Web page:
Concert goers who have ringing in their ears are concerned about whether the ringing will go away on its own.

The ringing just won’t subside. That high pitched ringing in your ear has been irritating you ever since yesterday morning and it still hasn’t disappeared. You recognize the noise is tinnitus, but you’re beginning to wonder exactly how long lasting tinnitus usually is.

Tinnitus can be caused by damage to the stereocilia in your ears (the air vibrations which your ears turn into sound, are sensed by these little hairs). That damage is typically the result of overly loud sound. That’s why you notice tinnitus most often after, as an example, going to a concert, eating at a loud restaurant, or being seated near a deafening jet engine while you’re taking a trip.

Under Normal Circumstances, How Long Will Tinnitus Persist?

There’s no cure for tinnitus. But tinnitus normally doesn’t last indefinitely. There will be a wide variety of factors that will influence how long your tinnitus will last, like your general health and the underlying cause of your tinnitus.

But if you notice your ears buzzing after a noisy day of traveling, a day or two should be enough for you to notice your tinnitus going away. Usually, tinnitus will persist for 16 to 48 hours. But it’s also not uncommon for symptoms to linger, often for as much as two weeks. And tinnitus will come back if you are exposed to loud noise again.

If tinnitus lingers and is impacting your quality of life, you need to consult a specialist.

Why is Tinnitus Sometimes Irreversible?

In most cases, tinnitus is short-lived. But that means it can be permanent. When the root cause is not mundane that’s particularly true When it comes to severity and origin. Some illustrations are as follows:

  • Traumatic Brain Injury (TBI): Much of the processing of sound happens in the brain. When those processors begin to misfire, because of traumatic brain trauma, tinnitus can be the outcome.
  • Hearing loss: Frequently, hearing loss and tinnitus are joined at the hip. So, no matter what causes your hearing loss, you could also find yourself developing (or noticing) irreversible tinnitus along with it.
  • Repeated exposure: After one rock concert, your ears will probably ring for a couple of days but continued exposure will lead to far worse consequences. Continued exposure to loud noises can lead to permanent hearing injury, including tinnitus.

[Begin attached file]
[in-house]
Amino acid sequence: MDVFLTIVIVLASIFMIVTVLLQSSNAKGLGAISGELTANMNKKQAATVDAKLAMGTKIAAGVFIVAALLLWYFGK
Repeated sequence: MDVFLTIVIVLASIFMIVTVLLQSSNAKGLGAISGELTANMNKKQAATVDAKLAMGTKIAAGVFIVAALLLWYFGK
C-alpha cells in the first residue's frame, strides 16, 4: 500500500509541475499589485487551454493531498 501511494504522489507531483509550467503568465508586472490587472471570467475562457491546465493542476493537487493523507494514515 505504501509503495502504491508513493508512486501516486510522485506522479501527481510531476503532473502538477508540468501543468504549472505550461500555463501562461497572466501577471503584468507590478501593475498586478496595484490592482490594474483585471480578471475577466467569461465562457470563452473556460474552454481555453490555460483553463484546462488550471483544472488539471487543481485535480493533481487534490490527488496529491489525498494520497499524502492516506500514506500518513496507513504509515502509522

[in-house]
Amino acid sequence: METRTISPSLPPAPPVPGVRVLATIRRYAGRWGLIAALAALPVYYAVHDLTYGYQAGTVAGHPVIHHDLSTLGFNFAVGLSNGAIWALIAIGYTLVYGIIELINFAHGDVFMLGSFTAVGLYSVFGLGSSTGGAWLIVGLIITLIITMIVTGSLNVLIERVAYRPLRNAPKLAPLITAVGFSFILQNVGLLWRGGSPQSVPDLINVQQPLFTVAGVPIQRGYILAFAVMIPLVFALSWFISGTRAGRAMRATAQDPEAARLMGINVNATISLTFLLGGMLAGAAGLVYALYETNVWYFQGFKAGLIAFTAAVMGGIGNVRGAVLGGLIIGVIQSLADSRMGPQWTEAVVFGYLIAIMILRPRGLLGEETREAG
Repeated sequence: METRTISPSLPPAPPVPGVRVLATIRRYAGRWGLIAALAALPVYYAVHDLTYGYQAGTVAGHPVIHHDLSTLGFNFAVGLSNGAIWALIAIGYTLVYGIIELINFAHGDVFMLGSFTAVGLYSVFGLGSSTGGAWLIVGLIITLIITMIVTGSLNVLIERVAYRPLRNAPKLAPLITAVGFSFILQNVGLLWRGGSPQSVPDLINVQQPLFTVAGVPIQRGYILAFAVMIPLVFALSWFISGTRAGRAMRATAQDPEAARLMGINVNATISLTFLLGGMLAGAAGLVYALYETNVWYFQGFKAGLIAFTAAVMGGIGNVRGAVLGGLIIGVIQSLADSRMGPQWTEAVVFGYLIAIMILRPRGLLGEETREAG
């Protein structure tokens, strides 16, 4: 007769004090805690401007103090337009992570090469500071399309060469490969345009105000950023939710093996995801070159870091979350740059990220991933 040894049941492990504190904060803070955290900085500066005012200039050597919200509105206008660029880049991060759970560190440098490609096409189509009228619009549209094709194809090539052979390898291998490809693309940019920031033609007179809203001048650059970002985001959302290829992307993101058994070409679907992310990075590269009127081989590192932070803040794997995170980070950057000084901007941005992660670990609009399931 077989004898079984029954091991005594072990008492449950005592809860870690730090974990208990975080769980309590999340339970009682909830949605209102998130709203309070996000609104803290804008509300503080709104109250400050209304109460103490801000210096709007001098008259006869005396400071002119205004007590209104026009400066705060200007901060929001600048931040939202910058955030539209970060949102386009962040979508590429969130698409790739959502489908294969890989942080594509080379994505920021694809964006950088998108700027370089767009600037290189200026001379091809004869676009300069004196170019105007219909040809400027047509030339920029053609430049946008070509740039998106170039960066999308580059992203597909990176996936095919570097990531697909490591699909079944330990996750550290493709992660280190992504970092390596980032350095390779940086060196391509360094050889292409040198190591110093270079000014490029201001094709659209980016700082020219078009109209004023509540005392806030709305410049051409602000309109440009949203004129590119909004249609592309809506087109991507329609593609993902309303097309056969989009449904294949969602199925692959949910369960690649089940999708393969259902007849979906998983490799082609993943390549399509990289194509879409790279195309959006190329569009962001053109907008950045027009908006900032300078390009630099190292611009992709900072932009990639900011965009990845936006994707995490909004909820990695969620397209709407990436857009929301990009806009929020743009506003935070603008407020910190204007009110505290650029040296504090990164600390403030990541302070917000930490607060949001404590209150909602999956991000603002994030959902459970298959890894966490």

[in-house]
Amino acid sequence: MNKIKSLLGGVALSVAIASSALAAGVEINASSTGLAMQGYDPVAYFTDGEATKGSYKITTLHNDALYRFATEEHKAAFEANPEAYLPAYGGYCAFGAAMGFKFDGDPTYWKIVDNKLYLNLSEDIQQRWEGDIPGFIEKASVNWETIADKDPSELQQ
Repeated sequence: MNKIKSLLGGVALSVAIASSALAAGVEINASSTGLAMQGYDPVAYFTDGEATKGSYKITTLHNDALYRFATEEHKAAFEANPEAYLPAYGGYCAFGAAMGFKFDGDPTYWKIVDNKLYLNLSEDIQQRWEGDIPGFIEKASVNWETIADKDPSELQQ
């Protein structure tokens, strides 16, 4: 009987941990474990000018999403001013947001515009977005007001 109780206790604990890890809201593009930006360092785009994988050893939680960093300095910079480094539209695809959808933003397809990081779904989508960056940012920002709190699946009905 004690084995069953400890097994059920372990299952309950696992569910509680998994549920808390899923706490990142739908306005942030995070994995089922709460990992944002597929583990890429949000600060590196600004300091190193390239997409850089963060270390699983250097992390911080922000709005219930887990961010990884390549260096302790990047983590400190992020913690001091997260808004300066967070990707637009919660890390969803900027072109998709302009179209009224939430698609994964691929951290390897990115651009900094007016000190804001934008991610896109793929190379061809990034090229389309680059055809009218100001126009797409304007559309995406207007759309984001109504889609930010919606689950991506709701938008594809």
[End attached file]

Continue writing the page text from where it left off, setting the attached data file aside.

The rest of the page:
Temporary tinnitus is far more common than lasting tinnitus. But there are still millions of Americans every year who are treated for permanent, or chronic, tinnitus symptoms.

How Can You Get Your Tinnitus to go Away?

Whether your tinnitus is short term or long term, you may want to get relief as quickly as you can. There isn’t a cure for tinnitus but you can do some things to minimize the symptoms (however long they may last):

  • Find a way to mask the sound: Sometimes, using a white noise machine (such as a fan or humidifier) can help you mask the noise of tinnitus and, thus, ignore the symptoms (and, you know, get a restful night’s sleep in the process).
  • Use earplugs (or earmuffs): The next option, if you can’t steer clear of loud situations, is to wear ear protection. (And, really, whether you have tinnitus or not, you need to use hearing protection.)
  • Avoid loud noises. Attending another concert, hopping on another plane, or turning the volume on your television up another notch could prolong your symptoms or double down on their severity.
  • Try to remain calm: Maybe it sounds a little… abstract, but keeping calm can really help keep your tinnitus under control, mostly because increases in blood flow can stimulate tinnitus flare-ups.

To be sure, if you have permanent tinnitus, none of these strategies will cure your tinnitus. But diminishing and controlling your symptoms can be equally important.

How Long Before Your Tinnitus Subsides?

Your tinnitus, in most circumstances, will go away by itself. Your hearing should return to normal within 16 to 48 hours. However, you will want to find a solution if your tinnitus persists. The sooner you find a treatment that works, the sooner you can experience relief. Get your hearing tested if you think you have tinnitus or hearing loss.

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The site information is for educational and informational purposes only and does not constitute medical advice. To receive personalized advice or treatment, schedule an appointment.
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